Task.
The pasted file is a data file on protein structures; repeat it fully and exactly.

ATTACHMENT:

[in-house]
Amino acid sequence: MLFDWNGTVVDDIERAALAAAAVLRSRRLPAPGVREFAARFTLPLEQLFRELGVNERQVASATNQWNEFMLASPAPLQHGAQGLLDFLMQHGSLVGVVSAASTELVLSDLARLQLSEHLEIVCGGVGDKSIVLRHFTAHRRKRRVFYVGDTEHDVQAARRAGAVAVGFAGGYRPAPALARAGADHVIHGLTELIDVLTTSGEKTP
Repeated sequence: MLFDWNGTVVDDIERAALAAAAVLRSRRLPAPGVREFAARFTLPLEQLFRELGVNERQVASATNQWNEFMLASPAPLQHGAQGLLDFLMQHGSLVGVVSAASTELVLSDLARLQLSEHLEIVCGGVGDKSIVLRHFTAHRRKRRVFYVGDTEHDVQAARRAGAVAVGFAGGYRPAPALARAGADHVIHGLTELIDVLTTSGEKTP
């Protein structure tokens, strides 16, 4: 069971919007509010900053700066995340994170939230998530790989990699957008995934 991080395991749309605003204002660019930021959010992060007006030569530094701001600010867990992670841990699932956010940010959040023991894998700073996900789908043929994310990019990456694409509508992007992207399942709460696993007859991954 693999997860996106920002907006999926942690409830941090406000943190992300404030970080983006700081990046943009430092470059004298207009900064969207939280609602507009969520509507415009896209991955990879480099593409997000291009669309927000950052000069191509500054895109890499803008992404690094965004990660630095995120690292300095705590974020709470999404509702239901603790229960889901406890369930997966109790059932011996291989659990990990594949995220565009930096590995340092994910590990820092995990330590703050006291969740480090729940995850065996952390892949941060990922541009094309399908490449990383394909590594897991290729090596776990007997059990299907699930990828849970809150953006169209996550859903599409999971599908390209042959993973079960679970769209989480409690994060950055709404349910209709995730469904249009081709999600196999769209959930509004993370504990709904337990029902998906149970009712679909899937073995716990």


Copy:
[in-house]
Amino acid sequence: MLFDWNGTVVDDIERAALAAAAVLRSRRLPAPGVREFAARFTLPLEQLFRELGVNERQVASATNQWNEFMLASPAPLQHGAQGLLDFLMQHGSLVGVVSAASTELVLSDLARLQLSEHLEIVCGGVGDKSIVLRHFTAHRRKRRVFYVGDTEHDVQAARRAGAVAVGFAGGYRPAPALARAGADHVIHGLTELIDVLTTSGEKTP
Repeated sequence: MLFDWNGTVVDDIERAALAAAAVLRSRRLPAPGVREFAARFTLPLEQLFRELGVNERQVASATNQWNEFMLASPAPLQHGAQGLLDFLMQHGSLVGVVSAASTELVLSDLARLQLSEHLEIVCGGVGDKSIVLRHFTAHRRKRRVFYVGDTEHDVQAARRAGAVAVGFAGGYRPAPALARAGADHVIHGLTELIDVLTTSGEKTP
């Protein structure tokens, strides 16, 4: 069971919007509010900053700066995340994170939230998530790989990699957008995934 991080395991749309605003204002660019930021959010992060007006030569530094701001600010867990992670841990699932956010940010959040023991894998700073996900789908043929994310990019990456694409509508992007992207399942709460696993007859991954 693999997860996106920002907006999926942690409830941090406000943190992300404030970080983006700081990046943009430092470059004298207009900064969207939280609602507009969520509507415009896209991955990879480099593409997000291009669309927000950052000069191509500054895109890499803008992404690094965004990660630095995120690292300095705590974020709470999404509702239901603790229960889901406890369930997966109790059932011996291989659990990990594949995220565009930096590995340092994910590990820092995990330590703050006291969740480090729940995850065996952390892949941060990922541009094309399908490449990383394909590594897991290729090596776990007997059990299907699930990828849970809150953006169209996550859903599409999971599908390209042959993973079960679970769209989480409690994060950055709404349910209709995730469904249009081709999600196999769209959930509004993370504990709904337990029902998906149970009712679909899937073995716990």